Need to Hire for the Busy Season? Consider Older Workers.

We need to do more to capitalize on the skills, talents and experience of senior workers who are usually overlooked and undervalued.

Need to Hire for the Busy Season? Consider Older Workers.

Brigette Hyacinth

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"He is ‘too old’ for this job,” the human resources manager says to me after we interviewed John (not his real name). She continued, saying he “will not fit into our culture.” John had been laid off at 53 years old by his previous employer due to restructuring.

Ageism in the workplace is very real. It is the elephant in the room. I see uproars over every other “ism” (sexism, racism, etc.), but everyone turns a blind eye to ageism. It is being swept under the carpet. To the HR manager’s disappointment, I did hire John. John brought a wealth of experience and taught me a lot that I never learned from an MBA degree.

We live in a youth-oriented society. The hype about “out with the old, in with the new” needs to stop. You can’t Google experience. A person’s age doesn’t lessen their ability to work hard or to make a valuable contribution to the organization or society. When someone crosses 50 years old, it doesn’t mean they cannot function and should just retire and sit in a corner. Common myths include they can’t learn, they are not creative, they are not as productive as younger employees, and customers do not respond as well to older workers. These are all based on false premises and assumptions.


Anna sent me this email:

“I would get telephone interviews, which would go quite well. However, when I showed up to the face-to-face interview, it never went further as they would classify me as ‘overqualified.’ ‘Seasoned’ is another word I routinely heard. I feel like my 30 years’ of experience has become a double-edge sword. So I stopped putting the year I graduated from college on my resume. I also left out years from my employment history and started dyeing my hair and I finally got a job.”

It’s sad when someone has to submit to this ideal to land a job.

It’s easy to drop the years from the resume. It’s more difficult to hide that required information (DOB) on an online job application. A bigger majority of people don’t even get to an age discriminatory level. Keyword searches, 10-second resume scans and other high-volume candidate churning processes exclude many such candidates.

German researchers have found that older people tend to be more productive than younger employees. Additionally, verbal communication is critical in business relationships. Research confirms verbal communication improves with age. Companies are looking for diversity to foster innovation and growth ... but which type? Only gender or ethnicity? Why not age diversity?

Older skilled workers add a level of diversity to a younger team that helps create well-rounded solutions. Institutional knowledge and maturity together make people 40 and over the perfect balance. We need to do more to capitalize on the skills, talents and experience of a significant number of senior workers who are usually overlooked and undervalued. Subsequently, employee loyalty toward employer increases with age.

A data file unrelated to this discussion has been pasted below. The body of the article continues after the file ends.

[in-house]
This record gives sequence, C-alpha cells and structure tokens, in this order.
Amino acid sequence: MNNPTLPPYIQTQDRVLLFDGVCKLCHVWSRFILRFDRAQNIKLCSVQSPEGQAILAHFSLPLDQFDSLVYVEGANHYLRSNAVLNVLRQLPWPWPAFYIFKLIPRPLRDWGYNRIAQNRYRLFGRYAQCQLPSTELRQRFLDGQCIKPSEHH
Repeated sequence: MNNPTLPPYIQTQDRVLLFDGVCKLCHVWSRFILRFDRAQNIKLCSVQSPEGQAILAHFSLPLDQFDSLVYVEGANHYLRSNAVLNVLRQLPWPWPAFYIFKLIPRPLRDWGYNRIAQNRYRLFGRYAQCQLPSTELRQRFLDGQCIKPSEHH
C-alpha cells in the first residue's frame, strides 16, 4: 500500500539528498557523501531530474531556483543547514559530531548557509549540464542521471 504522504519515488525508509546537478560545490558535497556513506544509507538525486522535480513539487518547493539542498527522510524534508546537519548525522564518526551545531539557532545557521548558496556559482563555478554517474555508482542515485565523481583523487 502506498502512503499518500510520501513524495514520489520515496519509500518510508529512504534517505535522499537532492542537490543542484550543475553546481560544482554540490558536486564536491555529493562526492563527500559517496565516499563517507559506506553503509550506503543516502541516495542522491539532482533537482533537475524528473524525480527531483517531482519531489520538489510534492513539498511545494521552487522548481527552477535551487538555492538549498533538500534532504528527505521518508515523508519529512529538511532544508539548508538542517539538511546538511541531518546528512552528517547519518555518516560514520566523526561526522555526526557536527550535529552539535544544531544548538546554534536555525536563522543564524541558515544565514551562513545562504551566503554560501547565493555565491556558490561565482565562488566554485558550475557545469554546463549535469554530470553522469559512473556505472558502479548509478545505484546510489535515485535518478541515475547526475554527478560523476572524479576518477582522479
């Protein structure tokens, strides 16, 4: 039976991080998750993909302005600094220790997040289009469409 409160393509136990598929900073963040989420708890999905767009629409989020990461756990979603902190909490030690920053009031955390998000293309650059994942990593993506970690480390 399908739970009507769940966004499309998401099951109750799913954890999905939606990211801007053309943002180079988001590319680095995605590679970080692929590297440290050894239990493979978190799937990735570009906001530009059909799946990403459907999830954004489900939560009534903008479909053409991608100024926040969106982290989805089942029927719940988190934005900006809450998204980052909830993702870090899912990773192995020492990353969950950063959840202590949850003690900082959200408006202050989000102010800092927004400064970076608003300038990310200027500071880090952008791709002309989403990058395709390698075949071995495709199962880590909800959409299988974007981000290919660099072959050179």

In previous generations, age was something to be admired and honored. However, in today’s world, it is looked upon with contempt. Only in certain high-level positions is being over 40 acceptable. We recognize it in management and politics, where we trust those with decades of experience. This form of discrimination continues to make the workforce unhealthy for individuals and creates stagnation within our society as we are not open to change.

Many people over 40 have to stay in whatever job they are doing because their opportunities are limited. We need to teach our younger generations to respect our veterans instead of just throwing them under the bus.

Mark Zuckerberg once said, “If you are over 30 ... successful companies should not employ you.” This brought no outcry. Why? Because ageism is widely acceptable and silently encouraged. The majority do not view it as discrimination. The Age Discrimination in Employment Act forbids age discrimination against people who are age 40 or older. Yes, there is legislation, but it is hard to prove. At the moment, it seems the Equal Employment Opportunity Commission has no interest in enforcing the law.

Age and experience should be rewarded, not punished. It’s time to stop discrimination on the grounds of a person’s age. We need strong advocates to stand up to businesses who embrace ageism. We can no longer sit idly by and tolerate this type of discrimination. It has gone on for far too long. Age diversity is just as important as any other type of diversity and should be included in a company’s diversity plan.


With the increased life expectancy and with many countries opting to push back the retirement age, ageism has become a critical issue.

The baby boomer generation may be getting older, but, they still flex a tremendous amount of economic (and voting) muscle. Only when we, as individuals as well as a society, make it clear that the legal, financial, social, and other costs of age discrimination will be much steeper and more painful than any benefit — perceived or actual — that such employers might get through age discrimination will we begin to end such discrimination.

Even if you think this does not concern you now. Your decision to remain silent will come back to bite you. Inevitably, we all will grow old. ν

Brigette Hyacinth is a leadership expert, keynote speaker and author of the book, Purpose Driven Leadership. Reach her at brigettehyacinth@


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